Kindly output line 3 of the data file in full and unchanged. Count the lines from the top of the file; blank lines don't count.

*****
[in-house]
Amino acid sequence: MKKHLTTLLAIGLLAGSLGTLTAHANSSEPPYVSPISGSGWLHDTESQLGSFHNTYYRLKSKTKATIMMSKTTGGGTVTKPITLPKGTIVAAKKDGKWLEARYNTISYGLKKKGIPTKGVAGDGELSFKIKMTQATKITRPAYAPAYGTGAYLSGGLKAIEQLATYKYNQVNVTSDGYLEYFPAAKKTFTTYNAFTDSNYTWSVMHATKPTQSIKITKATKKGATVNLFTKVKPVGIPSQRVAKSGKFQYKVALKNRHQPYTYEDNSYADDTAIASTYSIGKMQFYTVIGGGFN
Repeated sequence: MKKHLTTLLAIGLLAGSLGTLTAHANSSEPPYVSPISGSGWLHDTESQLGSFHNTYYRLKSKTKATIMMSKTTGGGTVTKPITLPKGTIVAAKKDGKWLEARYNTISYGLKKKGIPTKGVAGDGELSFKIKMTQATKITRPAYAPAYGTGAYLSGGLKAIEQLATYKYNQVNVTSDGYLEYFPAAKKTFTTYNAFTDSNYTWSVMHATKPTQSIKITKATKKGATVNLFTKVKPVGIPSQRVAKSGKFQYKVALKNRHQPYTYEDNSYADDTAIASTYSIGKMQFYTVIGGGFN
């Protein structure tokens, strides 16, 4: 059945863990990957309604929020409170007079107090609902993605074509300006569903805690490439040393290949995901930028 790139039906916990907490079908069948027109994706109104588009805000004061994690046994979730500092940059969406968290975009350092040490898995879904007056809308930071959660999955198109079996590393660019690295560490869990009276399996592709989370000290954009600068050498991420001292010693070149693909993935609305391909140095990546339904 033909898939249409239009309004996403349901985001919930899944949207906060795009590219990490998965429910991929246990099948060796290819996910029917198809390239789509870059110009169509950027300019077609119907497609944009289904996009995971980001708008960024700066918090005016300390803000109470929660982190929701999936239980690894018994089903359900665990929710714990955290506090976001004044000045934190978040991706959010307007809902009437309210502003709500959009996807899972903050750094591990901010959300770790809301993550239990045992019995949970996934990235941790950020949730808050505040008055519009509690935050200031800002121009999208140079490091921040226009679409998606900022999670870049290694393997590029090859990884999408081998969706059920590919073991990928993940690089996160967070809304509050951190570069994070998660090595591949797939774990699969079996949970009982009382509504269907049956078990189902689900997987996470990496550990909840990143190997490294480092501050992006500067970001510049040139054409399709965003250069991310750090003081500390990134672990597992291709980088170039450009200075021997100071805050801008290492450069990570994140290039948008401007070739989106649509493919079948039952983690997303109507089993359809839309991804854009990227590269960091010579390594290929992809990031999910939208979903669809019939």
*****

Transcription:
Repeated sequence: MKKHLTTLLAIGLLAGSLGTLTAHANSSEPPYVSPISGSGWLHDTESQLGSFHNTYYRLKSKTKATIMMSKTTGGGTVTKPITLPKGTIVAAKKDGKWLEARYNTISYGLKKKGIPTKGVAGDGELSFKIKMTQATKITRPAYAPAYGTGAYLSGGLKAIEQLATYKYNQVNVTSDGYLEYFPAAKKTFTTYNAFTDSNYTWSVMHATKPTQSIKITKATKKGATVNLFTKVKPVGIPSQRVAKSGKFQYKVALKNRHQPYTYEDNSYADDTAIASTYSIGKMQFYTVIGGGFN